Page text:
Where are you from?

(Matthew): I’m from the United States and Shinichi is Japanese.

Where did you meet?

We met in Tokyo twelve years ago when a mutual friend brought him to my birthday party.

What language do you speak at home?

The language we speak depends on the situation, but daily conversation is about half English and half Japanese. Once the subject turns serious (money matters, disagreements, etc) we tend to switch into English. We also have a large vocabulary of words in our own language – sort of a goofy blend of Japanese and English that have evolved over time to be completely incomprehensible to others.

Do you try to cook food from each other’s countries?

Like the way we speak to each other, our cooking is a mixture of Western and Japanese. Thai, Indian, Chinese, Mexican and Italian dishes are often on the menu as well. We always have yogurt, fruit and toast in the mornings – Japanese breakfasts of grilled fish and fermented soybeans don’t go well with coffee, in my opinion.

Can you explain one part of your partner’s culture that you found surprising?

Though my partner and his family are not religious, I was surprised at their observance of customs such as keeping a shrine in their home and the regular visits to the family cemetery plot. It was quite unnerving the first time I went to wash the gravestones as I literally felt a century’s worth of ancestors staring down at me.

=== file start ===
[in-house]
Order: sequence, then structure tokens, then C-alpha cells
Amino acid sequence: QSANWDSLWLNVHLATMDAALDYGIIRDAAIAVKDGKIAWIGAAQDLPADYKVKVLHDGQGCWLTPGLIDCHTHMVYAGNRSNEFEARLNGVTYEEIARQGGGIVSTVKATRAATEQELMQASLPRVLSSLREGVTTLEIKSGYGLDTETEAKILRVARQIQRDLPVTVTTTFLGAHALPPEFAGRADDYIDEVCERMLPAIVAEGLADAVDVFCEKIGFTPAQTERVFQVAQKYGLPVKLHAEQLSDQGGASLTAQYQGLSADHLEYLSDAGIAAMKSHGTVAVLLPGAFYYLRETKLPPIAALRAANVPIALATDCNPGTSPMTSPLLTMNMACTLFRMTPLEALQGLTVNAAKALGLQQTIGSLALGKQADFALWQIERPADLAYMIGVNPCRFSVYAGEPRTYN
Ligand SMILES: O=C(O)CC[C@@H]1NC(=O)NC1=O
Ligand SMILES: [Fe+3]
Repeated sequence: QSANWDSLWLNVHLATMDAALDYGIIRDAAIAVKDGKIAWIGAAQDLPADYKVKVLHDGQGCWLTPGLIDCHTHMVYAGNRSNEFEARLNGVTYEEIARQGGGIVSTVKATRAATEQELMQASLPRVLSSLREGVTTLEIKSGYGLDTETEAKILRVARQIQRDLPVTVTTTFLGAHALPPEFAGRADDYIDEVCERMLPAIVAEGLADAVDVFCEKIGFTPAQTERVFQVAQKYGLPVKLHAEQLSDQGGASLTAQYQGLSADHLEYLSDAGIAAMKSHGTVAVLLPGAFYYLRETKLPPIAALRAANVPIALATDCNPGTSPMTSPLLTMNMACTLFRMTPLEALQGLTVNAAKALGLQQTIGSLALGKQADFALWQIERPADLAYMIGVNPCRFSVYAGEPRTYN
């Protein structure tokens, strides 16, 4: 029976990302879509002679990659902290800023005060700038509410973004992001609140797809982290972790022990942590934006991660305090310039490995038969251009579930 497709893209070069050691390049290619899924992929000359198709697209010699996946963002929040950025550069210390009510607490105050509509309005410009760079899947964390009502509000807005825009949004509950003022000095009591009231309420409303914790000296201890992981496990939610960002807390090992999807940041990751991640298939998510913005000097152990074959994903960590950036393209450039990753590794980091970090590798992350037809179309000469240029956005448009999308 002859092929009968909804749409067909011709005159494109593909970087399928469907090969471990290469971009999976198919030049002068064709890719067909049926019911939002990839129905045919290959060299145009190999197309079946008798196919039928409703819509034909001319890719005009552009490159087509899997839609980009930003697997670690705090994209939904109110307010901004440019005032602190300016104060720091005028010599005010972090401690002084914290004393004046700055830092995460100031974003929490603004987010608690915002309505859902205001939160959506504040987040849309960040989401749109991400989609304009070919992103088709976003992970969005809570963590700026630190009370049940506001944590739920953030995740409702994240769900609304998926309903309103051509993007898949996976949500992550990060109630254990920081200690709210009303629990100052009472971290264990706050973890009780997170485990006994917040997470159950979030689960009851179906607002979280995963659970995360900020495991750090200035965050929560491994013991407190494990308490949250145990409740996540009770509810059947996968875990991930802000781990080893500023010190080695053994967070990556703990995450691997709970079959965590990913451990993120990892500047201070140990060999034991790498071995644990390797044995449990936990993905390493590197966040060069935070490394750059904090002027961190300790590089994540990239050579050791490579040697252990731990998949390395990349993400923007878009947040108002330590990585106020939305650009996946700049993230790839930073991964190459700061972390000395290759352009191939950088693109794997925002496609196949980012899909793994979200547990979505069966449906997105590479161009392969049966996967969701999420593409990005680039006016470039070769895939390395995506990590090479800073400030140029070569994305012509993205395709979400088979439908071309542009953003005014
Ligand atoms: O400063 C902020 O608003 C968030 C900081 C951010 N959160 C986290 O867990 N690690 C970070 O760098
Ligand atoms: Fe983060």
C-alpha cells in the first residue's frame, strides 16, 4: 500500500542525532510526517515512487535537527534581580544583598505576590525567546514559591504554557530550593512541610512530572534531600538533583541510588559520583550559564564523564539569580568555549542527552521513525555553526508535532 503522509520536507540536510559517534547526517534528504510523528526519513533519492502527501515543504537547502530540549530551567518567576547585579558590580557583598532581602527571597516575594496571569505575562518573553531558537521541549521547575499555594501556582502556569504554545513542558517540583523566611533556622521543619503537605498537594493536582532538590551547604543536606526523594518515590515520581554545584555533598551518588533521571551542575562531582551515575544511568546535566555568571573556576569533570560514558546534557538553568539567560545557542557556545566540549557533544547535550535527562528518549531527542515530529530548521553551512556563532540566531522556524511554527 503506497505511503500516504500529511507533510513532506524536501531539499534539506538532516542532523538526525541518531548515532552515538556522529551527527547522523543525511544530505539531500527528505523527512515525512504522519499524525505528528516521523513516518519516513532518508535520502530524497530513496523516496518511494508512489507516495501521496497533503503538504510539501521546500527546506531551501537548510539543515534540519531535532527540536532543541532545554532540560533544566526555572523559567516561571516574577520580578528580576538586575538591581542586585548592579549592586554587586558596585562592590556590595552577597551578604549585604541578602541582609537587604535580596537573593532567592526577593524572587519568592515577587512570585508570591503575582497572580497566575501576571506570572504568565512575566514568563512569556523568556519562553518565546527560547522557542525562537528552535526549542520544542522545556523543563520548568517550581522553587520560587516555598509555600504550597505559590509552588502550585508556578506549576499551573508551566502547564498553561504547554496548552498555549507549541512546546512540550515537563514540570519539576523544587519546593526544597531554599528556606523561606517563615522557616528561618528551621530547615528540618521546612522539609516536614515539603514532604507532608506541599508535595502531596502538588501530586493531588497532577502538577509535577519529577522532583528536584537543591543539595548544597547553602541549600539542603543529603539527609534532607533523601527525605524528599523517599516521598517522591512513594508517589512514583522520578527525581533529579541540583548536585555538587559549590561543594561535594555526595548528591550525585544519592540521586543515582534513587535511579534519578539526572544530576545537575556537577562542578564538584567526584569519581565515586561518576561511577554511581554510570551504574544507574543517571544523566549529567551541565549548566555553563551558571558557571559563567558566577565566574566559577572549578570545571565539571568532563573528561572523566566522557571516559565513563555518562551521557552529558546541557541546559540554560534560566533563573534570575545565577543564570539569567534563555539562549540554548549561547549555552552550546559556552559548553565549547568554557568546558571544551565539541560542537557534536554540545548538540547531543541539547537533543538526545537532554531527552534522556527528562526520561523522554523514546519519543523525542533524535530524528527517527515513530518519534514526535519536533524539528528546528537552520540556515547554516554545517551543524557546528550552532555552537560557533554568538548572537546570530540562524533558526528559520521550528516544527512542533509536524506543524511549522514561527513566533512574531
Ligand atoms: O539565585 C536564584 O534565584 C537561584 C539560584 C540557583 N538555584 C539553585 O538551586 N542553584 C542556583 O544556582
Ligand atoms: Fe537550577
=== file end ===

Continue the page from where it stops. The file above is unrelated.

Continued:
With time I became more relaxed and now actually look forward to the tombstone-cleaning days – it reminds me that I am an accepted part of his family (accepted by the living ones anyway).

What’s the best thing about being in a cross-cultural relationship?

Obviously, this relationship has also allowed me to experience Japan in a truly fundamental way that no visitor could possibly imagine. However, after 9 years of being together, it rarely even occurs to me that our relationship is “cross-cultural”. A large number of our friends are also cross-cultural couples and I think that makes it seem rather like the norm as opposed to something special.

What’s the hardest thing about being in a cross-cultural relationship?

Worrying about what country we could live in together was that hardest part of our relationship. Although we have a marriage certificate from Canada, neither his nor my country recognize us as a couple. My ability to stay in Japan depended on whether or not I had a job and there is no way he could get a visa for the US so we were always anxious that there might be a day when we would have to live apart. We have been trying to immigrate to Australia – a country that does recognize our commitment. Recently, however, I was granted permanent residency in Japan thus diminishing the fear of being separated.

Do you have any advice for other cross-cultural couples?

Yes – learn each other’s languages and, if possible, spend a good amount of time in each other’s countries. This is key to understanding your partner’s perspective and it alleviates a good deal of miscommunication.

I also think spending time together in a third country is a fantastic way to strengthen your relationship. It puts you in a situation where you are both equally foreign and you learn to work as a couple instead of relying on the one who is in their home country.

About the author

Lucy is English and first ventured out of the UK she was 19. Since then she has lived in 4 different countries and tried to see as much of the world as possible. She loves learning languages, learning about different cultures and hearing different points of view.